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Australia and East Timor have a very close relationship, based on proximity and close people-to-people links. Australia was in the front-line of support for East Timor's transition to independence and continues to play an important role, including through the provision of extensive development and security assistance.
East Timor's population of around 1.1 million is among the fastest growing in the world, with an estimated average growth rate of 3.2 per cent between 2005 and 2010. The official languages are Tetum and Portuguese, while English and Indonesian are working languages. Approximately 95 per cent of East Timorese are Catholic.
The Democratic Republic of Timor-Leste (East Timor) achieved formal independence on 20 May 2002. East Timor will celebrate its 10th anniversary of independence in 2012. East Timor's independence resulted from the August 1999 UN-sponsored referendum, in which 78.5 per cent of the population voted for independence. The United Nations Transitional Administration in East Timor (UNTAET) was established in 1999 after widespread violence and destruction that followed the independence vote. It administered East Timor until formal independence in 2002.
The first democratic legislative elections were held on 30 August 2001. Over 91 per cent of East Timor's eligible voters elected a Constituent Assembly. In March 2002, the Constituent Assembly approved East Timor's Constitution (based on the Portuguese model) with an elected President as head of state and Prime Minister appointed from the political party, or alliance of political parties, with a majority in the unicameral parliament.
Dr Jose Ramos-Horta replaced Xanana Gusmão as President on 20 May 2007, following presidential elections. After parliamentary elections, Xanana Gusmão was appointed as Prime Minister and sworn in with his cabinet on 8 August 2007. Prime Minister Gusmão leads a coalition government called the Alliance of the Parliamentary Majority (AMP), comprising the CNRT, ASDT, PSD, PD and UNDERTIM parties (see chart below). Fernando 'Lasama' de Araujo of the Democratic Party (PD) is the President of the Parliament (equivalent to a Speaker). Fretilin is the major opposition party in Parliament.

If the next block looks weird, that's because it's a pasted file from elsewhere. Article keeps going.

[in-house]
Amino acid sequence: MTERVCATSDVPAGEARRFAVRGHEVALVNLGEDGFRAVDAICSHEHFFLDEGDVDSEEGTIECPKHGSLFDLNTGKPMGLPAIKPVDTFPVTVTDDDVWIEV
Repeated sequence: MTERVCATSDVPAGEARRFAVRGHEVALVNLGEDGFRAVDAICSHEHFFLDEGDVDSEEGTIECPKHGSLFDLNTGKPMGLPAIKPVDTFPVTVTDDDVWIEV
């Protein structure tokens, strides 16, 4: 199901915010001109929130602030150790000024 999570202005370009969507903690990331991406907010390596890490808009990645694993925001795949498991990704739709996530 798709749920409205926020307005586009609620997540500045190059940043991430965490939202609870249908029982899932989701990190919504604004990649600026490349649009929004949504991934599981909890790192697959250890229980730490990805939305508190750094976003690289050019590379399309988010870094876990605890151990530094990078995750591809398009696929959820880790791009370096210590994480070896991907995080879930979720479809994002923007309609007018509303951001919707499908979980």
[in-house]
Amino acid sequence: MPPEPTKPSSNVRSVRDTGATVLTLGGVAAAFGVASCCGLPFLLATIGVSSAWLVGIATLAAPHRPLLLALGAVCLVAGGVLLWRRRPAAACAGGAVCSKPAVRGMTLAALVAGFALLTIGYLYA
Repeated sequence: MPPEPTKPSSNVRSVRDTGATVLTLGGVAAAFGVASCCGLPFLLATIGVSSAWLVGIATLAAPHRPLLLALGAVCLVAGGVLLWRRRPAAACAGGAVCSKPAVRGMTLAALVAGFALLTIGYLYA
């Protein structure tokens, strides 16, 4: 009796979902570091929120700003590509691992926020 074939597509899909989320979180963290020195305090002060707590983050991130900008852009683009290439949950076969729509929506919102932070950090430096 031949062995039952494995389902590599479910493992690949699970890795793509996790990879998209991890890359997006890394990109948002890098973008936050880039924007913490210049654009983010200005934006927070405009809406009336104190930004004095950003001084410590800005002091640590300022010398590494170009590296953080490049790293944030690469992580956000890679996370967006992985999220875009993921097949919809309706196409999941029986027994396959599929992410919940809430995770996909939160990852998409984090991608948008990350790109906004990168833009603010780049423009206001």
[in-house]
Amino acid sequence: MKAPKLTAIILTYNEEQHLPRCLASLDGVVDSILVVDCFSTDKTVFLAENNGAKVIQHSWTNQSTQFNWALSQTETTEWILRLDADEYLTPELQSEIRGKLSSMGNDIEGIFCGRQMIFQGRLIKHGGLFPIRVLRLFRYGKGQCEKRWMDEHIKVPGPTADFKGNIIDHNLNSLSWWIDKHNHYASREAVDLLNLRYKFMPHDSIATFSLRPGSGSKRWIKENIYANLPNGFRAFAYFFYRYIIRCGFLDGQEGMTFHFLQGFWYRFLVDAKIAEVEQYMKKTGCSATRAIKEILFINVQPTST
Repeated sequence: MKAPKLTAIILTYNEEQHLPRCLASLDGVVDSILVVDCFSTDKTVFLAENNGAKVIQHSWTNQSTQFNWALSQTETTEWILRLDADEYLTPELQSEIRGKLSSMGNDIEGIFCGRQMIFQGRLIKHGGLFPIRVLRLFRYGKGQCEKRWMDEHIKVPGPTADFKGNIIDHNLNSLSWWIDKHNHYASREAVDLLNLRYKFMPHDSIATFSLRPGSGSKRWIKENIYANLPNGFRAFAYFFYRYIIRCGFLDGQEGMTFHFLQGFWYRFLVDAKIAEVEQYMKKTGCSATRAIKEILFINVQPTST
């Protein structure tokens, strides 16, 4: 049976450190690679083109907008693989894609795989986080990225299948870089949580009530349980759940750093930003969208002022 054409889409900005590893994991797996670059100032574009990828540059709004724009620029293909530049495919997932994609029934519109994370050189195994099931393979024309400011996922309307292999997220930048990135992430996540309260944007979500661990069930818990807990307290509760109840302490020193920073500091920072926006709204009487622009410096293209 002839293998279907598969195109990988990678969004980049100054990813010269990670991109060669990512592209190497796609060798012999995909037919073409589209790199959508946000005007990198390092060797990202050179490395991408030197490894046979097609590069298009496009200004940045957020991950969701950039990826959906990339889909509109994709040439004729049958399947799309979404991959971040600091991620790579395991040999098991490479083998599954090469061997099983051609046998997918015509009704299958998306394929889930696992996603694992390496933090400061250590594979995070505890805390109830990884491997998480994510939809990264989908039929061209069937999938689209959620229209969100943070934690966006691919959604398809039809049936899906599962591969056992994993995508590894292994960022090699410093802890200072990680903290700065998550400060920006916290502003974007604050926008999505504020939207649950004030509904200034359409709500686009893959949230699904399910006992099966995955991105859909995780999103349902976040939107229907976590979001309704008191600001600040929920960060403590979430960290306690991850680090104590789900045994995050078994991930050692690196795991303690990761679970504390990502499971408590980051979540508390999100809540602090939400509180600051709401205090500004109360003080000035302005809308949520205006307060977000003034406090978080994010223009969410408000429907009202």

Five hundred observers from 15 countries, including Australia, and international organisations observed the 2007 presidential and parliamentary elections and overwhelmingly characterised them as peaceful, fair and democratic.
On 11 February 2008, President Ramos-Horta was shot and severely wounded in an attack led by rebel Alfredo Reinado (who was allegedly involved in the unrest of April/May 2006 and who had escaped from jail on 30 August 2006). Reinado was killed in the attacks. A short time later a convoy including Prime Minister Gusmão was fired on. The Prime Minister was uninjured. President Ramos-Horta returned to East Timor on 17 April 2008, after receiving medical treatment in Australia. An officially-declared "state of siege" ended in May 2008, following the surrender of rebel leader Gastao Salsinha and most of his followers. Since that time, the security situation has improved and remains stable. Separate Presidential and Parliamentary elections will be held in the first half of 2012.
The role of the United Nations
The role of the United Nations
UNTAET's mandate expired with East Timor's independence on 20 May 2002. A peacekeeping mission, the UN Mission of Support in East Timor (UNMISET) was then established to provide assistance to the new East Timorese Government in the areas of public administration, law and order and external security.
A smaller political mission, the United Nations Office in Timor-Leste (UNOTIL) replaced UNMISET on 20 May 2005. UNOTIL was established to carry out peace-building activities and support the capacity development of state institutions, including the National Police (PNTL), to strengthen democratic governance and to help build peace in East Timor.